A vancouver The restaurant is another example of the challenges small businesses are facing when it comes to vandalism and vandalism in the city.
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Since opening just over a year ago, Zarak by Afghan Kitchen Mount Pleasant has been targeted more than four times.
The latest incident took place in the early hours of Wednesday. Surveillance cameras caught the thief locking the front door at 3 a.m., then taking the cash register out of the wall.
“He checks the neighborhood, makes sure no one’s around, he’s in and out in 30 seconds,” said co-owner Haseeb Sarwari after the restaurant posted the video on social media. takes hold.”
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Back in June, during the height of the brunch rush someone barged in and grabbed the restaurant’s employees.
“It was really, really scary. A gentleman was walking in, saying, ‘Give me all your money.’ And he went so far as to say, ‘If I don’t give you the money, I’ll kill you guys.’ And we had a full restaurant.
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Vancouver police say they are aware of both incidents and acknowledge similar break-ins and vandalism are affecting businesses already struggling in and around the downtown core.
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“It’s definitely an ongoing problem. It’s something we’re seeing all over the city. Whether it’s broken glass on store fronts, or actual breaking and entering,” Vancouver Police Const. Tania Visintin said.
“We are focusing on talking to people in the community that they are no longer reporting them to the police. They are not even reporting them to their insurance companies as it is just a burden for them. So, a lot of these small businesses are eating out of pocket.”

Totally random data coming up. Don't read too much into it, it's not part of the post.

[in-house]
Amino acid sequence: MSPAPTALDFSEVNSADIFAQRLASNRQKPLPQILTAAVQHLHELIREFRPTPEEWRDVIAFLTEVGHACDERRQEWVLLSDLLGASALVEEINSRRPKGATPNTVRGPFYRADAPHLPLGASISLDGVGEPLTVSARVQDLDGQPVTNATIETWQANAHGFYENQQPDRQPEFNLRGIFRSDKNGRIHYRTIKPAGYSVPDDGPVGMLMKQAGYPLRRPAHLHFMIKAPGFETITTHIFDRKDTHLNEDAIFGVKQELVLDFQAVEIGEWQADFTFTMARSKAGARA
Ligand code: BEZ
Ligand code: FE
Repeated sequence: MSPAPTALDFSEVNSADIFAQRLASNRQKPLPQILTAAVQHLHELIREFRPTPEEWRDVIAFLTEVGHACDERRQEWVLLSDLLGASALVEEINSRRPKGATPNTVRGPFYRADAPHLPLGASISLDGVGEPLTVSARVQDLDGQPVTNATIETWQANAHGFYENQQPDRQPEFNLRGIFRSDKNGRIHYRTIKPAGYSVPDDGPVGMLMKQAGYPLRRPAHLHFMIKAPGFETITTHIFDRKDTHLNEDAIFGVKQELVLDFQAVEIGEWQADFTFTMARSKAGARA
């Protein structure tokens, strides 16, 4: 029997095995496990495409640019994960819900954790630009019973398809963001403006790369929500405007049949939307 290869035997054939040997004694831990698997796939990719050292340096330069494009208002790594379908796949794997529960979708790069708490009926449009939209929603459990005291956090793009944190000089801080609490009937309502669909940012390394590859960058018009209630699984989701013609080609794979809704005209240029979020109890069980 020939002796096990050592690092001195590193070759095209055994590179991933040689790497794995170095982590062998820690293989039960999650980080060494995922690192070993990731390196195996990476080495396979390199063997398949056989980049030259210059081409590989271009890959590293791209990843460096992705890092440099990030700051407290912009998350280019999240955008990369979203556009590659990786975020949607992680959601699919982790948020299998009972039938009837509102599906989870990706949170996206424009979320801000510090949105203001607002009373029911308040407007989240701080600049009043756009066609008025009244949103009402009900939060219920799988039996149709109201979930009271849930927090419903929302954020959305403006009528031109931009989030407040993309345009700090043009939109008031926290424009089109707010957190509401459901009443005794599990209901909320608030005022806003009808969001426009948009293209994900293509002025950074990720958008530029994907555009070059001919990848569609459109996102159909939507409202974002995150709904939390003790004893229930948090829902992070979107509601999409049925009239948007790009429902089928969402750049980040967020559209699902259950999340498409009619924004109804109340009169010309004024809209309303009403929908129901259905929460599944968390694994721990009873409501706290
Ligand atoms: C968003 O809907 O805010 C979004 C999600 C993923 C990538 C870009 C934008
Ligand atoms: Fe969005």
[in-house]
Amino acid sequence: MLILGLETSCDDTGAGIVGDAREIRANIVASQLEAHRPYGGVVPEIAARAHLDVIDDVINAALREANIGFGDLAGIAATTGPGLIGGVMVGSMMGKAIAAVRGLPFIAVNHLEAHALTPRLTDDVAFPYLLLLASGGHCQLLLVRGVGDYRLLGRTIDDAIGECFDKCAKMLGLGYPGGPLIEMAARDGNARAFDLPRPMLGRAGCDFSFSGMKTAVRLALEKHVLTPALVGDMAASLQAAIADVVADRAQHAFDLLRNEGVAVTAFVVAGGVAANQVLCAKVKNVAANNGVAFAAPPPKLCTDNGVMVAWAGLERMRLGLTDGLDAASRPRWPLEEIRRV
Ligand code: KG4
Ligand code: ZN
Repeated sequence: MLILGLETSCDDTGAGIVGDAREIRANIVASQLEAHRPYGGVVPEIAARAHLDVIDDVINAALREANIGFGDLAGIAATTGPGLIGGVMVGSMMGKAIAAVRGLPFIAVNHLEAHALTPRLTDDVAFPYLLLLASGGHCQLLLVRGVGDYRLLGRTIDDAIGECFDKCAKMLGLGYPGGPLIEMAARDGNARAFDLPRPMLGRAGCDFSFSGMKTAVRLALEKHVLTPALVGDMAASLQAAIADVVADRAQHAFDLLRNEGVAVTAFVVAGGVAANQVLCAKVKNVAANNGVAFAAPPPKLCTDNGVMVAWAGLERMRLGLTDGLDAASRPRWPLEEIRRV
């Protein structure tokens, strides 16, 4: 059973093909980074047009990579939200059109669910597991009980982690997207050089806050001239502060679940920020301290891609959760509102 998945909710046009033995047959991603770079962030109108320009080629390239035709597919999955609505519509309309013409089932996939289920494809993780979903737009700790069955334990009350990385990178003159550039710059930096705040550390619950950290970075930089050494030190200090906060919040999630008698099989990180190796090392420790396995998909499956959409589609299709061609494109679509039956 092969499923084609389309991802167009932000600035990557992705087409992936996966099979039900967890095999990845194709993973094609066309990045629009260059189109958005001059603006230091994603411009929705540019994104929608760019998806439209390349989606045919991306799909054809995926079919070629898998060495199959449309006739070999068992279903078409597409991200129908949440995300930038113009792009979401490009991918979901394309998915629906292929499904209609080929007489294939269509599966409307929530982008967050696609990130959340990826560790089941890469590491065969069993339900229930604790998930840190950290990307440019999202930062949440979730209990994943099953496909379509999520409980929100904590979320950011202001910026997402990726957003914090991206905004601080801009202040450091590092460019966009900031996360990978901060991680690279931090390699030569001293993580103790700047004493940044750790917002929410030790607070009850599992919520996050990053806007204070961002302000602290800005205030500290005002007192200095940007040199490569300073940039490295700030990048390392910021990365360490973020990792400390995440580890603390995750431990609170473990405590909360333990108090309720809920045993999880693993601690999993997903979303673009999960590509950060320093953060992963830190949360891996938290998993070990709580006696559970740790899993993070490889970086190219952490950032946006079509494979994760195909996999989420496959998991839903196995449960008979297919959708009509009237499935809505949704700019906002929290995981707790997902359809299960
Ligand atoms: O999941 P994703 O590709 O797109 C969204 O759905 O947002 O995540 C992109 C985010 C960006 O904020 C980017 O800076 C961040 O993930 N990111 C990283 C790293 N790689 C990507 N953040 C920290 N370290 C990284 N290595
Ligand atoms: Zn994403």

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Sarwari agrees, adding that filing a police report adds extra work to a small business owner’s already long and busy day.
Earlier this month, luxury clothing store Citylux Boutique was targeted by miscreants for the second time in recent months. They broke the glass, but could not get inside. However, the turnover is thousands of dollars.
“It was really frustrating. Because I know what it means, because it’s happened to us before,” manager Kim Nguyen told Global News at the time.
It’s a similar story at a nearby butcher shop, Sebastian & Co. The owner is frustrated by several break-ins and thefts in just a few weeks.
“It seems like people are caught and then released, and then there are no consequences. So mainly what I’m thinking about is there is no fear,” said Sebastian Cortez.
Sarvari says the latest incident didn’t cost him much cash, but it likely cost more than $1,000 to replace the locks, buy a new register, and connect it to his system.
He doesn’t think his business is being specifically targeted, and he sympathizes with those who feel the need to resort to crime, but also hopes the burglaries will stop.
“We just wanted to bring awareness that this can happen to anyone at any time. We just wanted everyone to be safe and just look at their safety process and procedures.”
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